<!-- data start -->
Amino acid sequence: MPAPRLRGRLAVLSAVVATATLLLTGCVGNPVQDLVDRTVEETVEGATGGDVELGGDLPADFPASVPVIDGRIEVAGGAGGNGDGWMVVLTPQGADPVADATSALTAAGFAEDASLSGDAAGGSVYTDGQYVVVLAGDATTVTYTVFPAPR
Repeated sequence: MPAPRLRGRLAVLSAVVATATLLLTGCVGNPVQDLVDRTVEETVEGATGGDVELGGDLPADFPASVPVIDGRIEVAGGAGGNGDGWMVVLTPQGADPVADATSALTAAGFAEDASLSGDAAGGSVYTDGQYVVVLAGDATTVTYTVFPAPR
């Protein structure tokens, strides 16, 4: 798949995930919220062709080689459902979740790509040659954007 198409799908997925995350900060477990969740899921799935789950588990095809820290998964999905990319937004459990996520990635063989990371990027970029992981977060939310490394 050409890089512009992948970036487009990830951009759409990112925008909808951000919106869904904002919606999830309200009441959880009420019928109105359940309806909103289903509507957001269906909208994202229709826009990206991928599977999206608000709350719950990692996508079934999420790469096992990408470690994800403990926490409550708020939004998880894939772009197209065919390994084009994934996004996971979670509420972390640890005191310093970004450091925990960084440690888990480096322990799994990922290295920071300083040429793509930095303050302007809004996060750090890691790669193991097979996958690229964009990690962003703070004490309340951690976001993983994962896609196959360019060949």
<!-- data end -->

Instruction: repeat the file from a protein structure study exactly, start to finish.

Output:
Amino acid sequence: MPAPRLRGRLAVLSAVVATATLLLTGCVGNPVQDLVDRTVEETVEGATGGDVELGGDLPADFPASVPVIDGRIEVAGGAGGNGDGWMVVLTPQGADPVADATSALTAAGFAEDASLSGDAAGGSVYTDGQYVVVLAGDATTVTYTVFPAPR
Repeated sequence: MPAPRLRGRLAVLSAVVATATLLLTGCVGNPVQDLVDRTVEETVEGATGGDVELGGDLPADFPASVPVIDGRIEVAGGAGGNGDGWMVVLTPQGADPVADATSALTAAGFAEDASLSGDAAGGSVYTDGQYVVVLAGDATTVTYTVFPAPR
């Protein structure tokens, strides 16, 4: 798949995930919220062709080689459902979740790509040659954007 198409799908997925995350900060477990969740899921799935789950588990095809820290998964999905990319937004459990996520990635063989990371990027970029992981977060939310490394 050409890089512009992948970036487009990830951009759409990112925008909808951000919106869904904002919606999830309200009441959880009420019928109105359940309806909103289903509507957001269906909208994202229709826009990206991928599977999206608000709350719950990692996508079934999420790469096992990408470690994800403990926490409550708020939004998880894939772009197209065919390994084009994934996004996971979670509420972390640890005191310093970004450091925990960084440690888990480096322990799994990922290295920071300083040429793509930095303050302007809004996060750090890691790669193991097979996958690229964009990690962003703070004490309340951690976001993983994962896609196959360019060949």